The majority also consider it unlikely those committing such crimes will be caught and convicted
Earlier this month, in a report released by HMICFRS – the police watchdog – said that police forces are failing to adequately investigate cases of burglary, robbery and theft in England and Wales. Recent Home Office figures show that, in the year to March 2022, just 6.3% of robbery offences and 4.1% of thefts in England and Wales resulted in charges.
One such recent victim of police indifference is BBC economics editor Faisal Islam, who tweeted his experience with the police failing to investigate his stolen bicycle.
Now a new YouGov political survey shows that most Britons lack confidence that the police will even bother to try and properly investigate a whole host of crimes, with bicycle theft coming right at the top.
Islam turns out to be one of the 77% of Britons who don’t expect that the police will try and properly investigate bicycle theft, the highest level for any of the 15 crimes we asked about. Just one in nine Britons (11%) think the police would attempt to pursue leads and catch the culprit.
An investigation by the Telegraph recently found that in 87% of the 24,000 neighbourhoods that saw a reported bicycle theft in the last three years, not a single case was ever solved.
Coming in joint second on the list of crimes that Britons don’t expect the police to attempt to investigate properly are mobile phone or purse snatching, and phone or internet scams, with both on 70%.
Aside from those crimes already mentioned, at least half of Britons don’t expect the police to put effort into solving shoplifting (67%), anti-social behaviour (65%), ‘theft’ in general (64%), burglary of the home (54%), or ‘minor violent assault’ (51%).
When it comes to more major crimes, there is substantially less scepticism. Just 4% of Britons don’t think the police would properly investigate a murder, with 89% expecting that they would. One in eleven (9%) say the police wouldn’t bother to properly investigate ‘serious violent assault’, 12% say the same for rape, 13% for knife crime, and 16% for sexual assault.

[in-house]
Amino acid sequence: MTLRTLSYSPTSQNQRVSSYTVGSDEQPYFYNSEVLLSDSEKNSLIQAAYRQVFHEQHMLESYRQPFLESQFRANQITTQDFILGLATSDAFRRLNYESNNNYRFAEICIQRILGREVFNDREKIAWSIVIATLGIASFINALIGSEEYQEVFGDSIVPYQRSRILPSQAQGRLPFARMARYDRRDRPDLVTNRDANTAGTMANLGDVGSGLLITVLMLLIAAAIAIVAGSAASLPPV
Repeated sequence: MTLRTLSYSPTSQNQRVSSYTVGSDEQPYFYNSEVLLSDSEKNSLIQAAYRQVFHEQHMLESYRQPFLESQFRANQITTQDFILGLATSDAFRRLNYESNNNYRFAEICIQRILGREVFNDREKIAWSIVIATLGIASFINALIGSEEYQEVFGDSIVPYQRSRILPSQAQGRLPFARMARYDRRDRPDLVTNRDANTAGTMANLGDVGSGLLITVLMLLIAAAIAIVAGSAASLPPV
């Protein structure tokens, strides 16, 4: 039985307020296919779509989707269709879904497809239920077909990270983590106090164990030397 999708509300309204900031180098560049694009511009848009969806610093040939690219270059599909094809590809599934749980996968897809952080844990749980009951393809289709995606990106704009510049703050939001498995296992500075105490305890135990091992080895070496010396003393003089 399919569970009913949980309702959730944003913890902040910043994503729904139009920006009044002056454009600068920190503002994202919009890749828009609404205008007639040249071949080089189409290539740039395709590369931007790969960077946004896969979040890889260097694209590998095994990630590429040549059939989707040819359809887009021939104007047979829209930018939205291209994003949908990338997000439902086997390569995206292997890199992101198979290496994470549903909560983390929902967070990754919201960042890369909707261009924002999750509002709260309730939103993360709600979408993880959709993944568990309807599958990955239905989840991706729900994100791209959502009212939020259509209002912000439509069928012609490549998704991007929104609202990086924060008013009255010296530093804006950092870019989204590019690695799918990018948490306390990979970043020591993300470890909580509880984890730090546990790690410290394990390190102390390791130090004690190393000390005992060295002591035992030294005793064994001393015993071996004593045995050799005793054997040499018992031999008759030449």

Notably, the biggest differences in perceptions between social groups are between generations. For example, while 41% of those aged 18-24 think the police would not try to investigate ‘theft’ properly, this rises to 73-74% among the over-50s. In fact, almost all of the cases where there is a big difference in expectations between old and young are to do with crimes that involve stealing. Given the official crime figures, this could suggest a naivety of young people to – or a lack of bitter experience of – the police’s approach to such crimes.
By contrast, partisan differences are relatively limited across the board, meaning this lack of confidence in the police is generally shared across the political spectrum.
Most Britons also believe it is unlikely criminals will face justice over a whole host of crimes
While the police properly attempting to investigate a crime is obviously integral to the process, justice cannot be considered done until a criminal has been hauled in front of a court, tried, and sentenced. So how many Britons are confident that this will happen?
Again, the public are highly sceptical. Bicycle theft once more tops the list, with 84% thinking it unlikely that bike thieves will be served justice, including 55% who consider it “very unlikely”. A mere 6% think the odds are high that cycle stealers will find themselves sentenced in court for their misdeeds.
As before, phone and internet scams and mobile phone and purse snatching come next, with 80% of Britons thinking that people who commit such crimes stand good odds of never finding themselves in front of a judge receiving punishment. Just 8-9% think it is likely that they will.
Most Britons likewise believe that it is unlikely that anti-social behaviour (75%), shoplifting (72%), ‘theft’ in general (73%), burglary (64%) and ‘minor violent assault’ (63%) will get punished.
Again, murder comes bottom, with 8% considering it unlikely a murdered would face justice. More than eight in ten (83%) think it is likely, including 47% who think it “very likely”.
Combining the two sets of results uncovers significant confidence gaps between how many people expect the police to properly investigate a crime and how many expect that a criminal will actually get convicted for it.
The two sex crimes we included in the survey come in the top three, with a 21pt gap between the number of people who think rape will be investigated properly and the number who think it is likely that a rapist will be caught and sentence, and likewise a 17pt gap for sexual assault.
These gaps are slightly wider still among women than men – although both groups are equally likely to think the police will properly investigate rape and sexual assault cases, women are slightly less likely than men to expect rapists (-4pts) and sexual assaulters (-7pts) to be convicted.
That these confidence gaps are so high could reflect a greater awareness among some – although clearly not all – that sex crimes in particular are rarely resolved. In 2021 a mere 1.3% of reported rapes led to a prosecution, the lowest rate for all crimes.
Confidence in achieving convictions is also disproportionately lower among the general public when it comes to knife crime (18pts) and robbery (17pts).